In addition, the SE-500 had a long delay feature with repeats up to a whopping 1500ms – impressive for a tape echo at the time (remaining so to this day). The long delay and three other playback heads could be switched in and out independently or in combination for a range of patterns. The Stage Echo’s compander-based noise reduction system made for a cleaner-sounding tape echo – certainly more HiFi than those that had gone before. The addition of balanced inputs/outputs on XLR sockets reinforced the SE-500’s position as a serious studio machine for the professional user.

Korg Stage Echo SE-300

The SE-300 launched a year later, in 1978, offering spring reverb and very flexible mixing and routing options between dry/delayed signal and the reverb tank. This was also the year that saw Roland launch their first BBD chip-based analogue echoes (the DC-30 and DC-50), whose maintenance-free reliability and portability were the beginning of the end for tape echoes. Given the fateful timing of their release, it’s hardly surprising that Korg’s Stage Echoes are harder to track down than their celestial Roland cousins, having been produced in much smaller quantities.

However, scarcity is far from the only reason to seek out one of Korg’s Stage Echoes; their alternative approach to Roland’s staple fare offers the discerning echo enthusiast additional menu options to whet the appetite.

They are highly-regarded by those looking for a cleaner, more hifi echo sound than the earlier Space Echoes (while remaining distinct from Roland’s own cleaner-sounding RE-501/SRE-555). Personally, I love the flexible mixing options between on the SE-300: three uncomplicated balance knobs make this machine unique. The controls are:

  • Reverb Input Balance – between direct and echo signals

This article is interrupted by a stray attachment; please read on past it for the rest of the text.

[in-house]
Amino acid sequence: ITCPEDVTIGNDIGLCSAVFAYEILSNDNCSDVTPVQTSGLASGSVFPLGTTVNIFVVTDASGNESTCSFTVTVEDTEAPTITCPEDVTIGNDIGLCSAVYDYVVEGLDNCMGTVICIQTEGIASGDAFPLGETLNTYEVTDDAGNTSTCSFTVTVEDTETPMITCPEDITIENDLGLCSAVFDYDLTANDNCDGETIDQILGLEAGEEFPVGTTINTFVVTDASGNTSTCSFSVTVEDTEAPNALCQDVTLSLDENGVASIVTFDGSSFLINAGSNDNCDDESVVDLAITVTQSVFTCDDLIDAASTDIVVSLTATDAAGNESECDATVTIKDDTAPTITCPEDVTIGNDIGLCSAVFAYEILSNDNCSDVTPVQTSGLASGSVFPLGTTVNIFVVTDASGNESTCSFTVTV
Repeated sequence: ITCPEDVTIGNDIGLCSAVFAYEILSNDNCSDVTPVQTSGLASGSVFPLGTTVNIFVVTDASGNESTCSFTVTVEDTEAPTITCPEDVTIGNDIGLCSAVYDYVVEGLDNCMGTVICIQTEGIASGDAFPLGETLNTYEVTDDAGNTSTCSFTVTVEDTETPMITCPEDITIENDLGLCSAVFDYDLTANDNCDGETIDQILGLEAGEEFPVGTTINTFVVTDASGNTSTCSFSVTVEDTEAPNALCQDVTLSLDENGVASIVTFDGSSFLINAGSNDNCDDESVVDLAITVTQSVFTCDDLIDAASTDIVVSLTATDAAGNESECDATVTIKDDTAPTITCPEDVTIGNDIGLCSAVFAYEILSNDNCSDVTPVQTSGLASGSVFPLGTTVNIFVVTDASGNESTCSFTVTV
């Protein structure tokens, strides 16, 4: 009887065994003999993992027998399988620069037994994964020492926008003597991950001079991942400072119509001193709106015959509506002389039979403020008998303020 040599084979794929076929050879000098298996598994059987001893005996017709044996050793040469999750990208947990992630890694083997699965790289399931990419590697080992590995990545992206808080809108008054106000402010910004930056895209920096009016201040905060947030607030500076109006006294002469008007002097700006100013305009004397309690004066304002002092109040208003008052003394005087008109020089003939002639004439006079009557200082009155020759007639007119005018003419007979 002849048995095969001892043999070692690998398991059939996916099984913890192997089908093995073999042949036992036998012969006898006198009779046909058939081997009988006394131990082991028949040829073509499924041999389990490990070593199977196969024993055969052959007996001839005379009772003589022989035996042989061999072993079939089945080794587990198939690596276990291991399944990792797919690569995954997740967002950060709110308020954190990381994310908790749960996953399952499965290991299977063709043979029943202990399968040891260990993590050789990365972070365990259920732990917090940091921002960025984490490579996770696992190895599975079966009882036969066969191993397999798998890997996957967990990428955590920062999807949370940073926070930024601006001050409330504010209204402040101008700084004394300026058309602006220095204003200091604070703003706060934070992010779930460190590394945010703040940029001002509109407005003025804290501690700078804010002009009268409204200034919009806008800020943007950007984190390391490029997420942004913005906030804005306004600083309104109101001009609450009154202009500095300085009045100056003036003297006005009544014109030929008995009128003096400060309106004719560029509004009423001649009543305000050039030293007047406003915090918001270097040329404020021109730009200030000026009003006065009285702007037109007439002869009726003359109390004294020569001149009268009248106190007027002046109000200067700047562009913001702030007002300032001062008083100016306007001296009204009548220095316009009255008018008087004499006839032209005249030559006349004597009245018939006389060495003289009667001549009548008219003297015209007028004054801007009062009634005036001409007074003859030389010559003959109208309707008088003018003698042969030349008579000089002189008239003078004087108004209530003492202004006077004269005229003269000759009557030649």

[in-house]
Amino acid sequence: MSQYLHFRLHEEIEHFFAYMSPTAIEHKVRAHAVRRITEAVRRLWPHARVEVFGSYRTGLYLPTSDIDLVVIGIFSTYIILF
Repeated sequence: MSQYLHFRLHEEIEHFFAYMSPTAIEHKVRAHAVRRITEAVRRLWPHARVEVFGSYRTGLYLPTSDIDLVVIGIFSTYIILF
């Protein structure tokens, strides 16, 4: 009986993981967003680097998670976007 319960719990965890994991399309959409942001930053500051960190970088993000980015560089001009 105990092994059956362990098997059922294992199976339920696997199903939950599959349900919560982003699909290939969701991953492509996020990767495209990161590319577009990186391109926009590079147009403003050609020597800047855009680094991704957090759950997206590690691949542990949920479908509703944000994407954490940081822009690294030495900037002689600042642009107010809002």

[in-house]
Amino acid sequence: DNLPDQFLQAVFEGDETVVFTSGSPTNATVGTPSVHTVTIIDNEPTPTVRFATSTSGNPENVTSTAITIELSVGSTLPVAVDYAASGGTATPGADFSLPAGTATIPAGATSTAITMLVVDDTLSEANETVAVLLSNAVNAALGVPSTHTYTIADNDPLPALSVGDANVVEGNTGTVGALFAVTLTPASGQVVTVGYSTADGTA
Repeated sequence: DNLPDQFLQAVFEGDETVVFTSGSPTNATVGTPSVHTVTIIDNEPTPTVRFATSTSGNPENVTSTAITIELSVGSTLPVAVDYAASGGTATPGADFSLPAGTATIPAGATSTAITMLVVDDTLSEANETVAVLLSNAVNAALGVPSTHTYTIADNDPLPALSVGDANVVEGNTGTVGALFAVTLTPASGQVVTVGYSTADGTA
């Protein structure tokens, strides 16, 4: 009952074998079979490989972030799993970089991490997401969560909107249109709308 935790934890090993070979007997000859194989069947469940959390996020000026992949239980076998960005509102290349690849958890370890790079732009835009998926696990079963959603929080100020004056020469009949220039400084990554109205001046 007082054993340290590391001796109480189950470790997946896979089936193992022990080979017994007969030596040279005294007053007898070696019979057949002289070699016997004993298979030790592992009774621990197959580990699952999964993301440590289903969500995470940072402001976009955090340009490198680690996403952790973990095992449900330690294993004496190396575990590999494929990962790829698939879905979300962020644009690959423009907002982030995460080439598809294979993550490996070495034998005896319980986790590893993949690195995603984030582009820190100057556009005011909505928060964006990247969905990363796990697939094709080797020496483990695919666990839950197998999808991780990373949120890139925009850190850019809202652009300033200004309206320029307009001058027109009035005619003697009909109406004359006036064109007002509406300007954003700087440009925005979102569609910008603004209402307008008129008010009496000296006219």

• Echo/Reverb Balance
  • Output Balance – between dry and echo/reverb signals

They offer immediate and complete control over the balance of the dry/echo/reverb signals enabling you to position the signal in the soundfield; as gratifying in use as it is simple in concept. If you want to push the repeats further into the distance, add some reverb to the echo signal only; or add reverb to dry/wet signals and adjust the balance to taste. Clumsy to describe in writing, simplicity itself in practice!

So why would I choose a Stage Echo over a Space Echo, and what are the main differences between the Korg and Roland machines? Below I list a few questions that point towards which machine might be most suitable for you.

Korg Stage Echo SE-500 Roland RE-301

Do you want a classic delay/reverb that’s been heard on countless recordings from the early seventies onwards?

If yes, you most likely want a Roland RE-201 Space Echo (or if your budget is tighter and you can live without the spring reverb, the RE-101). The RE-150 has no spring reverb and only two replay heads (as opposed to the 201/101’s three), but they have a great sound and are a good option to get the Roland Space Echo sound on a tighter budget.